Now to do a rigorous analysis, we would need to clarify our assumptions. E.g., exactly why is a group of 12-year-olds fighting me? Are they being paid? Have their parents been kidnapped and are being held hostage? Are the 12-year-olds amped up on Sunny Delight? These details matter.

Putting all of that aside, however, I think Schweiger is focusing on tactics to the detriment of strategy (or something like that) when he writes:

If it were an individual, king-of-the-mountain battle royale, I could endlessly pummel 12-year-olds without mercy. But we're assuming at least a sixth-grade education in a marginal public school as well as some exposure to kung-fu movies, so these kids would form a circle.

Howeve…

More Landsburg Is Annoying Landsburg

On Marginal Revolution, Alex Tabarrok claims empirical validation for one of Steven Landsburg's sillier ideas. In his article and then book, "More Sex Is Safer Sex," Landsburg argues that one way to reduce the spread of HIV is for "sexual conservatives" to throw on Marvin Gaye and get their game on. In the comments at MR I repeat my objections to this view.

Polycentrism at the Playground

In the spirit of Landsburg's book, I have been meaning to remark that at the playground, there is a spontaneous polycentrism. Parents have different rules for what is safe/permissible for their kids, and generally speaking parents allow a situation to be resolved in the home court of the offending party.

For example, today Clark decided to go up to a kid on the swings and grab him. The outraged kid (who was much bigger) was getting ready to push him away. By this point I had left the bench (where I was reading the WSJ) and yelling, "Clark! Hey, leave him alone!"

My yelling alerted the mother of the kid on the swing, and she yelled, "Jimmy, just wait a minute."

Not the Cuban Missile Crisis, I grant you. But yet another point for private law.

Rush Limbaugh Says I'm Great

...indirectly. If you go to this transcript and check the 9th moderate-to-big-sized paragraph from the bottom, you'll see he praises the Institute for Energy Research. I have to agree; those folks at IER have snatched themselves a veritable printing press on the cheap.

Now if I could only get Sean Hannity to say that the folks at IER are great Americans...

Trump Wants to Handicap His Competitors

Ethical guru and all-around nice guy Donald Trump today called for government measures to penalize oil companies. His reason? They are making too much money. His exact words:

I consider myself to be a great capitalist, but I think the oil companies have been ripping off this country and the world for a long time...I can see doing something against the oil companies. They're making numbers--nobody's ever seen numbers like this. They and OPEC and lots of people together are having a lot of fun.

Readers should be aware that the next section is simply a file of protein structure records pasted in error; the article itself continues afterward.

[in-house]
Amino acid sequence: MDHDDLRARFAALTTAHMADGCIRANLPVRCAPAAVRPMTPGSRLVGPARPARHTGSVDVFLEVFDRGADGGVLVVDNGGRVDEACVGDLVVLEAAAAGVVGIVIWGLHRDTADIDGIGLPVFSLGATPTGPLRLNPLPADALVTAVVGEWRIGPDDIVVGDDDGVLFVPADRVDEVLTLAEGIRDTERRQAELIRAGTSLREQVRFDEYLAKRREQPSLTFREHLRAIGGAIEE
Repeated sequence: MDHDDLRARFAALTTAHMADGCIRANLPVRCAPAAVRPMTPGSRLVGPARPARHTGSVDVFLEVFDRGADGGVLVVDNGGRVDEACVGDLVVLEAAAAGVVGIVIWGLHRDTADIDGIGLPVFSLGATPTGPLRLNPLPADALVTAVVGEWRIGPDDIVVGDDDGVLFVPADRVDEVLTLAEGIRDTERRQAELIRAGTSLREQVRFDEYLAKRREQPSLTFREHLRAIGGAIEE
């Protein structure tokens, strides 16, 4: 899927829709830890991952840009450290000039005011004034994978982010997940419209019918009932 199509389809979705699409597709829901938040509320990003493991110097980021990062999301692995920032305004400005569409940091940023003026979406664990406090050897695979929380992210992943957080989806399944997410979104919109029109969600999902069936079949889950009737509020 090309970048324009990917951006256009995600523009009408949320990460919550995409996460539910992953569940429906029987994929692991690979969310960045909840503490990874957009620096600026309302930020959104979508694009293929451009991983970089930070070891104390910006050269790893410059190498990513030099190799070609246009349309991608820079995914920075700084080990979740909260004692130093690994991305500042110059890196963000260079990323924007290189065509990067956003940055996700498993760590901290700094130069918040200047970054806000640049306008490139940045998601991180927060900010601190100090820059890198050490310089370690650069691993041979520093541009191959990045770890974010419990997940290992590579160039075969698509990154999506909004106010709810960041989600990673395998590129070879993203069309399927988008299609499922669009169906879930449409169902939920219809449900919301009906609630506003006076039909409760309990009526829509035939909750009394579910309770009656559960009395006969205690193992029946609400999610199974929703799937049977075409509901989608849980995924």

Trump also explained that he was using the depression in real estate to snatch up properties that would have been "absolutely impossible to buy" just a few years ago. What a guy. I hope in so doing he doesn't have a lot of fun or make numbers that no one will ever have seen before.

But even if he does, he won't need to worry about this fan of capitalism saying the government should take his profits. I might suggest he do something about his hair though. Just admit yo…

Countably Infinite

Is there a way I (or Gene perhaps) can track how many people visit this blog? Keep in mind that I am very green regarding this stuff; I don't know the difference between a unique visit / page view / etc.

Also, is there a way I can cheat to make it seem more popular than it is?

Murphy vs. Zetland, part 340

David and I are clashing over "falsifiability" in our current views regarding federal efforts to mitigate climate change. I have challenged him to specify if there is any possible unfolding of events in which he would admit, "Whoa, that guy Murphy was right about this!"

Now David understandably misunderstood me (I think). It seems he is interpreting my claim as something like, "Suppose we are overestimating climate sensitivity. Then we'll be mad that we produced too few SUVs when temperatures only rise 0.8C by 2050!"

Although I am indeed concerned about the weight that many economists are placing in the IPCC best-guess, that's not directly relevant to my challenge. I have more in mind things like: the US goes on cap and trade, and the corruption is so rampant that US emissions targets keep getting pushed back, more permits are sold during the next recession, etc. etc., such that CO2 emissions don't diverge much at all from projected "bu…

Env-Econ: El Guapo Says, "They are funny guys!"

Image
"Just kill one of them."

Here is a 6-year-old's drawing, which John Whitehead entitles "Environmental Policy."

More Weird Movie Conventions

1) Why do so few characters in the movies shut the door behind them after entering a house/flat? In real life, I've only seen someone fail to do this if:
a) They are unloading a vehicle into the premises; or
b) the place needs airing out for some reason.